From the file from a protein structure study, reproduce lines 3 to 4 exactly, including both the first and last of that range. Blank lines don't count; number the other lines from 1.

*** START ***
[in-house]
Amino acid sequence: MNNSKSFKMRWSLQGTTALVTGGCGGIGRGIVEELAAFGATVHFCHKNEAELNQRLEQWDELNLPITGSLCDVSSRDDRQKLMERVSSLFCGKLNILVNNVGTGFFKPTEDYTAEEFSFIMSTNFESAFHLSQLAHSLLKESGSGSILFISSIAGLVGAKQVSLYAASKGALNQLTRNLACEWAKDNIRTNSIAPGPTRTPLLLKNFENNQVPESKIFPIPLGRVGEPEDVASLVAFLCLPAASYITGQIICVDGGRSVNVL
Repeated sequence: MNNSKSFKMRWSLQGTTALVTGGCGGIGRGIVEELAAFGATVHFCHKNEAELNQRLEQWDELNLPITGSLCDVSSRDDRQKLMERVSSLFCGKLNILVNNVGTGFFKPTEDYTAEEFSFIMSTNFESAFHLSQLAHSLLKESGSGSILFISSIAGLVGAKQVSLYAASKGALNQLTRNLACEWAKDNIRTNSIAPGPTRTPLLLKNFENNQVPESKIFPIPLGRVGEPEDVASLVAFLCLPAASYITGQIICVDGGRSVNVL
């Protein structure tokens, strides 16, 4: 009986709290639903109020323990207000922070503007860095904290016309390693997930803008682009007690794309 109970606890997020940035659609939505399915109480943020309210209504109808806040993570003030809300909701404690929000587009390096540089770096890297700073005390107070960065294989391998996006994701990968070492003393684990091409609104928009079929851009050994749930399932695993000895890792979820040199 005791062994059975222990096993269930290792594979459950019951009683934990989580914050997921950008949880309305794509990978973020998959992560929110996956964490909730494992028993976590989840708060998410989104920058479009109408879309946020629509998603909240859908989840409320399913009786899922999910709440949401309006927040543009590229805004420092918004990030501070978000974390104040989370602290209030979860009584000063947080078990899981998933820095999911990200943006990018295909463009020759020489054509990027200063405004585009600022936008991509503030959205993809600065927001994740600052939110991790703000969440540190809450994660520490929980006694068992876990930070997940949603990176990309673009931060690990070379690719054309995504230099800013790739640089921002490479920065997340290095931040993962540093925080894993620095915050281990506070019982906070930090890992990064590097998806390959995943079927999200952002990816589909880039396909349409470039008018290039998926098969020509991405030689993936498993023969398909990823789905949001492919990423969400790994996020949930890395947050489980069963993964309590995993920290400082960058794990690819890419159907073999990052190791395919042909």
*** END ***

Repeated sequence: MNNSKSFKMRWSLQGTTALVTGGCGGIGRGIVEELAAFGATVHFCHKNEAELNQRLEQWDELNLPITGSLCDVSSRDDRQKLMERVSSLFCGKLNILVNNVGTGFFKPTEDYTAEEFSFIMSTNFESAFHLSQLAHSLLKESGSGSILFISSIAGLVGAKQVSLYAASKGALNQLTRNLACEWAKDNIRTNSIAPGPTRTPLLLKNFENNQVPESKIFPIPLGRVGEPEDVASLVAFLCLPAASYITGQIICVDGGRSVNVL
């Protein structure tokens, strides 16, 4: 009986709290639903109020323990207000922070503007860095904290016309390693997930803008682009007690794309 109970606890997020940035659609939505399915109480943020309210209504109808806040993570003030809300909701404690929000587009390096540089770096890297700073005390107070960065294989391998996006994701990968070492003393684990091409609104928009079929851009050994749930399932695993000895890792979820040199 005791062994059975222990096993269930290792594979459950019951009683934990989580914050997921950008949880309305794509990978973020998959992560929110996956964490909730494992028993976590989840708060998410989104920058479009109408879309946020629509998603909240859908989840409320399913009786899922999910709440949401309006927040543009590229805004420092918004990030501070978000974390104040989370602290209030979860009584000063947080078990899981998933820095999911990200943006990018295909463009020759020489054509990027200063405004585009600022936008991509503030959205993809600065927001994740600052939110991790703000969440540190809450994660520490929980006694068992876990930070997940949603990176990309673009931060690990070379690719054309995504230099800013790739640089921002490479920065997340290095931040993962540093925080894993620095915050281990506070019982906070930090890992990064590097998806390959995943079927999200952002990816589909880039396909349409470039008018290039998926098969020509991405030689993936498993023969398909990823789905949001492919990423969400790994996020949930890395947050489980069963993964309590995993920290400082960058794990690819890419159907073999990052190791395919042909």